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Health Beat: Taking care of those feet can save you pain

POSTED: April 9, 2012 1:30 a.m.

With summer around the corner, it will soon be time to pull out the sandals or walk barefoot at the beach.

Outdoor enthusiasts will reach for their tennis rackets or golf clubs, and runners and hikers will try to make a few extra strides.

Unfortunately, this welcome time of the year also marks the beginning, or the return, of a common foot condition called plantar fasciitis.

The plantar fascia is a band of connective tissue that is located underneath the foot and runs from the heel bone to the base of the toes. Its main function is to absorb shock while supporting the arches of the foot during walking, running and jumping activities.

Plantar fasciitis occurs when the plantar fascia is irritated due to increased activity levels, poor foot biomechanics and natural aging. Several common causes include:

Pronated or flat feet;

High arches;

Working or training on hard surfaces;

High heel shoes;

Worn out shoes;

Increased weight gain;

Decreased calf flexibility.

Seeking treatment as soon as symptoms begin is one of the most important actions that can be taken to alleviate plantar fasciitis.

As the fasciitis persists, the risk of increased damage occurs, prolonging the likelihood that the symptoms will be more difficult to reverse. Early treatment should consist of rest and ice to help decrease the inflammation.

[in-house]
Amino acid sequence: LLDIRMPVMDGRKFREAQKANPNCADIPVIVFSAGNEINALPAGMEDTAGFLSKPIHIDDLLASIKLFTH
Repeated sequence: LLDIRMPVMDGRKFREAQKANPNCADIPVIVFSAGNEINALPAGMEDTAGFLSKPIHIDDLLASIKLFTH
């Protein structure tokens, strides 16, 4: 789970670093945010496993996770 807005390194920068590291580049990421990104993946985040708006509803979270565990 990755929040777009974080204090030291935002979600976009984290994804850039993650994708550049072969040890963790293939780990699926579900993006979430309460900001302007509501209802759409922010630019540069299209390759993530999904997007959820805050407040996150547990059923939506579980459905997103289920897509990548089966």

Here are some other treatment strategies that may be helpful:

If you are someone with high arches or flat feet, a good pair of "off the shelf" or custom orthotics may help give your feet more support.

Avoid wearing high heels, or replace worn out shoes.

Gentle calf stretching will help increase the flexibility of the lower leg and plantar fascia.

Rolling a tennis ball on the bottom of your foot approximately five minutes a day will help increase the mobility of your plantar fascia.

Fill a plastic bottle with water and place it in the freezer. Rolling the frozen water bottle under your foot for five to 10 minutes a day will also help increase the mobility of your plantar fascia while helping decrease inflammation.

With proper care, symptoms should generally subside within four to six weeks. If you continue experiencing foot or heal pain for longer periods of time, it is recommended that you follow up with your doctor.

Jim Hlavacek MS, PT, DPT; is a physical therapist at The Rehabilitation Institute, 597 S. Enota Drive NE, Gainesville, GA 30501; 770-219-8200; www.nghs.com/rehab.


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